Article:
It is not about fact but about effect.

Let’s imagine that a moment really exists. In such case, there can be no movement because to observe movement we need to see something change. A before and after. But in a moment there is only one fixed frame. No movement. No sound either because sound needs a vibration of air molecules. No light, because photons will remain frozen in space. Just like absolute zero temperature everything ‘freezes’ and the world as we know it ceases to exist. How could we experience a non-existent world in a fictional moment?

But hold on, surely if there is a past and a future, on its intersection there must be a present and a moment? And aren’t zen masters right when they claim that we can only sense the present moment?

Well, only approximately so. To experience the moment we still need synapses firing and neurons transmitting. We need our brain processing that ‘moment’.

In other words, we can experience a brief lapse of time but not zero time.

When you are in a ‘still mind’ state, you experience the world without conscious analysis and classification but it is not a frozen world. It may be a slow moving world. It may be a snapshot of the world which you experience quietly as a whole but the experience is full of life. The zen feeling of floating an inch above the ground, the ecstatic feeling of enlightenment is not a dead feeling of a frozen moment but a bright moment in flux.

The enlightenment experience is highly sensorial, taking in a flux of present sensations rather than a train of thoughts.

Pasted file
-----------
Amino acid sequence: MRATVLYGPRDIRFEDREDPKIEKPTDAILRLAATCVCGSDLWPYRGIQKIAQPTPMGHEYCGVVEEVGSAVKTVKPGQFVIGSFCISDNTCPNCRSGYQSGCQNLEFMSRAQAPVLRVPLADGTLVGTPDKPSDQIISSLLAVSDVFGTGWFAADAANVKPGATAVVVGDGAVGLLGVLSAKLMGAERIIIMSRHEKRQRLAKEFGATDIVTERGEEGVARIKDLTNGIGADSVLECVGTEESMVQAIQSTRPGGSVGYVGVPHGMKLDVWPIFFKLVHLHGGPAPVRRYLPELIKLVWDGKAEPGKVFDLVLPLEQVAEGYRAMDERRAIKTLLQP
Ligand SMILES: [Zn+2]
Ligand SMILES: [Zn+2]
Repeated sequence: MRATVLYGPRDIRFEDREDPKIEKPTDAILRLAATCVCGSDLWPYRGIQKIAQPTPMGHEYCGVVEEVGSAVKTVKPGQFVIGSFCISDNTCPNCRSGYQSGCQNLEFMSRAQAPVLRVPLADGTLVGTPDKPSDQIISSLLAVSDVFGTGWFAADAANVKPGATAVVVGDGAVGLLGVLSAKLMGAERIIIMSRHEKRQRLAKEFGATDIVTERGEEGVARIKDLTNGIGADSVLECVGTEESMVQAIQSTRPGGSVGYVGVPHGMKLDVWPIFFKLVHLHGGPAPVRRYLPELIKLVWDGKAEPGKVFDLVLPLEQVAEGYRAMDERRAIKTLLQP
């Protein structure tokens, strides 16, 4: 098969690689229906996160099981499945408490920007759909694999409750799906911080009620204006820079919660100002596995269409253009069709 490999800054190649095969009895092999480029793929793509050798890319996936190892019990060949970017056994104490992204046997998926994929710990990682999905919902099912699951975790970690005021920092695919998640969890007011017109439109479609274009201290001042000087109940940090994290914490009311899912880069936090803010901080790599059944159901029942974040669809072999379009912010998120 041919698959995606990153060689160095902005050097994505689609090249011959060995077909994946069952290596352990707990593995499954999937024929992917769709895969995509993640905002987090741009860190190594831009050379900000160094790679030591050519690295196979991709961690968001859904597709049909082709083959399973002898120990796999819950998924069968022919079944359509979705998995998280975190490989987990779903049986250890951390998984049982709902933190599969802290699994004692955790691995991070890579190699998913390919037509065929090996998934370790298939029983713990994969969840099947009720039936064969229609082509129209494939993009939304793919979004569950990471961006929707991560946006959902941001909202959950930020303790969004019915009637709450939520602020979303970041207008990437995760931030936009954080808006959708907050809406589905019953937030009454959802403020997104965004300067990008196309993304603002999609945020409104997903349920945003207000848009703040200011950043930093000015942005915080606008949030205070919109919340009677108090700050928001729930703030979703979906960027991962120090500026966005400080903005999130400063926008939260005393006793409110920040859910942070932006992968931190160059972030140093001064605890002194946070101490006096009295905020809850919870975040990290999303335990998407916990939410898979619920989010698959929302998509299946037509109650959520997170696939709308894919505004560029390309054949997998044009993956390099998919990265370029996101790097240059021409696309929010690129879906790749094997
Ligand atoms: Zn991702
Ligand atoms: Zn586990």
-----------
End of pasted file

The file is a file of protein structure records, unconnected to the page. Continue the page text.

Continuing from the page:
So is Eckhard Tolle completely wrong when he advocates the present moment in the Power of Now? When he says that things only happen in the present and that the past and future are hallucinations?


Factually, yes, he is wrong. There is no power in the moment; the moment is frozen and dead. But it still works. It works because he is telling people to center their thought on the moment. If they do, then those thoughts disappear because thoughts are always about the past or the future. This then makes space for the experience of the senses.

Eckhard Tolle probably knows this and his ‘teaching’ is highly effective. It is not about fact but about effect.

What’s in a quiet moment which is not a moment and i snot quiet because it requires some brain activity? As the zen masters say: you can’t talk about it and hope to convey the road to an enlightening experience. So whoever does, is fooling you. Me included.

But as mathematicians know, you may not be able to have a quiet moment but you can get their in the ‘limit’, i.e. get closer and closer. What’s in a quiet moment? The experience of the journey since the destination is only illusory. It is always the journey.


(This brain fry was offered to you by genetic fractals. You have now deserved a break.)


6 thoughts on “What’s in a quiet moment?

      1. Well, it was uni, so there was a lot of dope involved… and it’s the principle reason why the casing for it was a 2m square wood pyramid. Yes, we built a monstrous pyramid in our garage 🙂

  1. I like this explanation. In a deep group meditation (years ago now), I experienced my concept of stilling the mind of all conscious thoughts. It happened only once. I was not asleep, yet two hours sped away in seconds and I was aware only (in my closed-eye seated, cross-legged position at the start and finish), a feeling of being held in some kind of timeless suspension without any form that I could describe. It felt like ‘nothing,’ and yet as the bells spun me back to the room, I felt enormously energised! It was as you say, ‘in flux!’

    1. It’s a beautiful experience and it puts in contrast the experience of not being in flux. People will spend literally a life time to reach that point of perfect stillness and never experience it truly. Others get lucky and do so more easily.